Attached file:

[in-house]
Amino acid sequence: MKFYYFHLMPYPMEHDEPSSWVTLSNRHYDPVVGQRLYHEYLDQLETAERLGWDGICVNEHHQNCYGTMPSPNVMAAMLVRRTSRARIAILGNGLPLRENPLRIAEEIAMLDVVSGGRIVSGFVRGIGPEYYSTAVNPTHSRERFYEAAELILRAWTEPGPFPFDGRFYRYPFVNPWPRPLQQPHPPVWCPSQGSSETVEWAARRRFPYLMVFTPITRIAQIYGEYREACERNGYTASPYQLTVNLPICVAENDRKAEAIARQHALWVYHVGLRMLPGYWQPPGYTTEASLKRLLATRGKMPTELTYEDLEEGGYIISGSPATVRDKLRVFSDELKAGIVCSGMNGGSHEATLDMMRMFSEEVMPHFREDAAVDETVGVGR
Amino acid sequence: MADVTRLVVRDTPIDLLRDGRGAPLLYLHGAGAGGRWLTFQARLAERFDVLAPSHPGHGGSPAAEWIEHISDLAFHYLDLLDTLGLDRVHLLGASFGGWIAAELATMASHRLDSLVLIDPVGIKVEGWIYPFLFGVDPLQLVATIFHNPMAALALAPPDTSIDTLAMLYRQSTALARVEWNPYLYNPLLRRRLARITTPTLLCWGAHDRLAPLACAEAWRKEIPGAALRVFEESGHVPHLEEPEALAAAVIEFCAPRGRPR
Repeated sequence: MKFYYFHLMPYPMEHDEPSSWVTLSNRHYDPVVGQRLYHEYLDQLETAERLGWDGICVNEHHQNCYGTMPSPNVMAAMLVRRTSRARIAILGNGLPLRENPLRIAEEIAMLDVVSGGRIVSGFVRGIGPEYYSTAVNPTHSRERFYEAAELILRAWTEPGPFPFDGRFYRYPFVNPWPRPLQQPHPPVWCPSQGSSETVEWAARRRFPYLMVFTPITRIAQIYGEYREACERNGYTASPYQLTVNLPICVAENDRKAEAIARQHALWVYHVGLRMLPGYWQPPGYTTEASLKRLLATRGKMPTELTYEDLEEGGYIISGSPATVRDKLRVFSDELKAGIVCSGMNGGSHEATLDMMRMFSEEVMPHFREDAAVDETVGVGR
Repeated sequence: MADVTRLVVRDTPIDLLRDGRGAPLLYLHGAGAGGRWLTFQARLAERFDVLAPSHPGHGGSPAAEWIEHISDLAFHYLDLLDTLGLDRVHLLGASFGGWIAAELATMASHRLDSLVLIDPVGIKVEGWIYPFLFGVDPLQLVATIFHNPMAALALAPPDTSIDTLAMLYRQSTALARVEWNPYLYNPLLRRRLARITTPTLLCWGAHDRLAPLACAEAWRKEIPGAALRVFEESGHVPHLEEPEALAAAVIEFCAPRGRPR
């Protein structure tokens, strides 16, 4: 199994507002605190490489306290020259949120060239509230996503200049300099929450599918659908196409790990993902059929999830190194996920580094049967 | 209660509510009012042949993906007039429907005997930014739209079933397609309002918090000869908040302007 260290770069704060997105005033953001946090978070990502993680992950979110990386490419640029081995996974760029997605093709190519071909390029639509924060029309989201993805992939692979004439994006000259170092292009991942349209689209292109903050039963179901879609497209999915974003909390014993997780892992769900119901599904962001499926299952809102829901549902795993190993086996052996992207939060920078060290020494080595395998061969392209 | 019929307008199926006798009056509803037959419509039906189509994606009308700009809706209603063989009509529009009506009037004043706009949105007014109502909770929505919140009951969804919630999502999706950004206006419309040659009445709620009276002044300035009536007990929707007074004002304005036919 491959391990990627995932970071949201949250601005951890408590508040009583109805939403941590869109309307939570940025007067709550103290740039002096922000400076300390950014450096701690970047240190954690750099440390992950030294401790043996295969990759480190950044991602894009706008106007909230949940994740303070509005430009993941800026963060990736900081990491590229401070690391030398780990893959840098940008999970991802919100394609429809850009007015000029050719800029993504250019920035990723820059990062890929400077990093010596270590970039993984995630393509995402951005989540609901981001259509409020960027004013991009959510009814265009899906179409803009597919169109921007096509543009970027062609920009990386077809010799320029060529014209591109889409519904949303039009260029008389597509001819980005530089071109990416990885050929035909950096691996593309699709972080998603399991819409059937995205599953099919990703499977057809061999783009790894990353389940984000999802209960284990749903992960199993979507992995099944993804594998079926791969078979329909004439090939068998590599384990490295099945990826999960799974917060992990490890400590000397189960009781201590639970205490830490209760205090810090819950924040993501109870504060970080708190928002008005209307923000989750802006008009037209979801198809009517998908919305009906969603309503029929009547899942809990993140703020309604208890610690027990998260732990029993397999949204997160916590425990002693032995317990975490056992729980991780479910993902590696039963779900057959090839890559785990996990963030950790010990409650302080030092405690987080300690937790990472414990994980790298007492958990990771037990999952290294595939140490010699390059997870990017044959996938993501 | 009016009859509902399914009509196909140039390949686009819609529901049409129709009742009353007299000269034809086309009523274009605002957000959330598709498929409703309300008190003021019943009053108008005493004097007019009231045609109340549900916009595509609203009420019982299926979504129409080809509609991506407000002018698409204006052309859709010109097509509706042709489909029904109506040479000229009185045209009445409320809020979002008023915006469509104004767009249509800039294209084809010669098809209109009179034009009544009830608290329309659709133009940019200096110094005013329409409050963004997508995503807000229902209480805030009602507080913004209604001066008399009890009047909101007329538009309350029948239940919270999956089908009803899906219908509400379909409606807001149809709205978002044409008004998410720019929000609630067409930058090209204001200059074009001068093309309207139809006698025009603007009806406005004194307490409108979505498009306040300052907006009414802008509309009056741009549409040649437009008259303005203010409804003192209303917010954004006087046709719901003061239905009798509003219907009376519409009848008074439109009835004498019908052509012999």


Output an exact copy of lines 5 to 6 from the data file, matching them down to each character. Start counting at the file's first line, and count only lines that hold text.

Repeated sequence: MADVTRLVVRDTPIDLLRDGRGAPLLYLHGAGAGGRWLTFQARLAERFDVLAPSHPGHGGSPAAEWIEHISDLAFHYLDLLDTLGLDRVHLLGASFGGWIAAELATMASHRLDSLVLIDPVGIKVEGWIYPFLFGVDPLQLVATIFHNPMAALALAPPDTSIDTLAMLYRQSTALARVEWNPYLYNPLLRRRLARITTPTLLCWGAHDRLAPLACAEAWRKEIPGAALRVFEESGHVPHLEEPEALAAAVIEFCAPRGRPR
């Protein structure tokens, strides 16, 4: 199994507002605190490489306290020259949120060239509230996503200049300099929450599918659908196409790990993902059929999830190194996920580094049967 | 209660509510009012042949993906007039429907005997930014739209079933397609309002918090000869908040302007 260290770069704060997105005033953001946090978070990502993680992950979110990386490419640029081995996974760029997605093709190519071909390029639509924060029309989201993805992939692979004439994006000259170092292009991942349209689209292109903050039963179901879609497209999915974003909390014993997780892992769900119901599904962001499926299952809102829901549902795993190993086996052996992207939060920078060290020494080595395998061969392209 | 019929307008199926006798009056509803037959419509039906189509994606009308700009809706209603063989009509529009009506009037004043706009949105007014109502909770929505919140009951969804919630999502999706950004206006419309040659009445709620009276002044300035009536007990929707007074004002304005036919 491959391990990627995932970071949201949250601005951890408590508040009583109805939403941590869109309307939570940025007067709550103290740039002096922000400076300390950014450096701690970047240190954690750099440390992950030294401790043996295969990759480190950044991602894009706008106007909230949940994740303070509005430009993941800026963060990736900081990491590229401070690391030398780990893959840098940008999970991802919100394609429809850009007015000029050719800029993504250019920035990723820059990062890929400077990093010596270590970039993984995630393509995402951005989540609901981001259509409020960027004013991009959510009814265009899906179409803009597919169109921007096509543009970027062609920009990386077809010799320029060529014209591109889409519904949303039009260029008389597509001819980005530089071109990416990885050929035909950096691996593309699709972080998603399991819409059937995205599953099919990703499977057809061999783009790894990353389940984000999802209960284990749903992960199993979507992995099944993804594998079926791969078979329909004439090939068998590599384990490295099945990826999960799974917060992990490890400590000397189960009781201590639970205490830490209760205090810090819950924040993501109870504060970080708190928002008005209307923000989750802006008009037209979801198809009517998908919305009906969603309503029929009547899942809990993140703020309604208890610690027990998260732990029993397999949204997160916590425990002693032995317990975490056992729980991780479910993902590696039963779900057959090839890559785990996990963030950790010990409650302080030092405690987080300690937790990472414990994980790298007492958990990771037990999952290294595939140490010699390059997870990017044959996938993501 | 009016009859509902399914009509196909140039390949686009819609529901049409129709009742009353007299000269034809086309009523274009605002957000959330598709498929409703309300008190003021019943009053108008005493004097007019009231045609109340549900916009595509609203009420019982299926979504129409080809509609991506407000002018698409204006052309859709010109097509509706042709489909029904109506040479000229009185045209009445409320809020979002008023915006469509104004767009249509800039294209084809010669098809209109009179034009009544009830608290329309659709133009940019200096110094005013329409409050963004997508995503807000229902209480805030009602507080913004209604001066008399009890009047909101007329538009309350029948239940919270999956089908009803899906219908509400379909409606807001149809709205978002044409008004998410720019929000609630067409930058090209204001200059074009001068093309309207139809006698025009603007009806406005004194307490409108979505498009306040300052907006009414802008509309009056741009549409040649437009008259303005203010409804003192209303917010954004006087046709719901003061239905009798509003219907009376519409009848008074439109009835004498019908052509012999």